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Is it correct that the Cybertruck would need a change in US Federal law to be road worthy due to lack of rear view mirrors?
 

Hobbes

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There are good reasons cars are made out of thin deformable panels instead of boiler plate.
So they can make more money on repairs most likely.
No, thin deformable panels are used to make crashes more survivable. A car that does not deform will make you go SPLAT on the dashboard. Crash regulations have become more stringent over the past 50 years because cars from 50 years ago (made out of much thicker steel than is used today) were really bad at protecting their occupants.
 

sferrin

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There are good reasons cars are made out of thin deformable panels instead of boiler plate.
So they can make more money on repairs most likely.
No, thin deformable panels are used to make crashes more survivable. A car that does not deform will make you go SPLAT on the dashboard. Crash regulations have become more stringent over the past 50 years because cars from 50 years ago (made out of much thicker steel than is used today) were really bad at protecting their occupants.
Yes but there are degrees. I'm not saying we need something like my parent's Buick but plastic is just crap.

 

Arjen

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It depends. My car has bumpers made of ABS which is quite good at deflecting the odd chunk of gravel. Better than steel in automotive gauges.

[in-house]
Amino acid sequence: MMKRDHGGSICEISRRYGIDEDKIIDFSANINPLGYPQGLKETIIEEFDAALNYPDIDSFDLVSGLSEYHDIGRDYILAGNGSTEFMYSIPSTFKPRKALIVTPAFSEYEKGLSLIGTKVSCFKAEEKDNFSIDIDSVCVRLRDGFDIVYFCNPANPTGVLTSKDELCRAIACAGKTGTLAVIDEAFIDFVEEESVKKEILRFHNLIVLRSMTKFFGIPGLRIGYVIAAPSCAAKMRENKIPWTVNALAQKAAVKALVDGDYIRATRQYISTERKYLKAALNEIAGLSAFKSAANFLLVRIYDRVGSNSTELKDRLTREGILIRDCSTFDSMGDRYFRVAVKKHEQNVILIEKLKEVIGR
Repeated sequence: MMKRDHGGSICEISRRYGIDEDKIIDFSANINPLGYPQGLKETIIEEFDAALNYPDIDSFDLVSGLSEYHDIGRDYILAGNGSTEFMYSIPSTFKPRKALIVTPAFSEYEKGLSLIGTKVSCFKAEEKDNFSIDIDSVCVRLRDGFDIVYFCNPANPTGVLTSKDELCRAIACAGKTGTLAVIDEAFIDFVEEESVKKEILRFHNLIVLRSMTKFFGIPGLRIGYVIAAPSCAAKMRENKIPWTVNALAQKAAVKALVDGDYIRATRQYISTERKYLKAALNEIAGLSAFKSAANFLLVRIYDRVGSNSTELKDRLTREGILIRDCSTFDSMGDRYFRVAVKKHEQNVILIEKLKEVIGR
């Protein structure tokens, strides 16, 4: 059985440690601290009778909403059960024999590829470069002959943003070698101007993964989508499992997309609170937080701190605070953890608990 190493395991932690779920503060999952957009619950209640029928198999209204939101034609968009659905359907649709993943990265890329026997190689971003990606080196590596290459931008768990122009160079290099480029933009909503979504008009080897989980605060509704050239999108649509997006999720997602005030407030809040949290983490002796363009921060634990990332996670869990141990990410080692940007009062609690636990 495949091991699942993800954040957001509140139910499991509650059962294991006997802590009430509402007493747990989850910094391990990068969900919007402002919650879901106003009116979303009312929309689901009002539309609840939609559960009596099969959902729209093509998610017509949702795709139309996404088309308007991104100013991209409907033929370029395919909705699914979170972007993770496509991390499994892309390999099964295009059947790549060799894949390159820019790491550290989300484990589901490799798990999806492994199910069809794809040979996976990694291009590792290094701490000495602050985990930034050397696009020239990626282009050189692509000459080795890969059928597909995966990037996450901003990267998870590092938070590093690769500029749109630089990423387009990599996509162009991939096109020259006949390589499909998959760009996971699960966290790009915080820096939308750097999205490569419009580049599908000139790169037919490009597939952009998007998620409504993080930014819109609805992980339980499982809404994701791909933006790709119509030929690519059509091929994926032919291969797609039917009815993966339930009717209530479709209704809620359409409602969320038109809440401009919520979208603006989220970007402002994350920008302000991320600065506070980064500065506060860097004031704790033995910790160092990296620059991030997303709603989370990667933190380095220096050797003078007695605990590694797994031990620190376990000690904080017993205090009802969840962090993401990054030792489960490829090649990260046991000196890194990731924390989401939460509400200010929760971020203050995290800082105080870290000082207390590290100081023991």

Foo Fighter

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Plastic bumpers etc, the automotive industry's way of saying they want your money for every little dinged panel and boy will it hurt. Plastic was supposed to be cheaper to replace, well, try telling that to dealers.
 

edwest

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There are good reasons cars are made out of thin deformable panels instead of boiler plate.
So they can make more money on repairs most likely.
No, thin deformable panels are used to make crashes more survivable. A car that does not deform will make you go SPLAT on the dashboard. Crash regulations have become more stringent over the past 50 years because cars from 50 years ago (made out of much thicker steel than is used today) were really bad at protecting their occupants.

Having driven in cars from 50 years ago, having a seatbelt was good. Protection came from the speed/mass comparison. I think most modern cars would have little effect on a 50 year old four door. The rule then was the larger vehicle had the better chance of protecting the driver and occupants, assuming it was going around the speed limit and the driver was not intoxicated, and ready for those who were.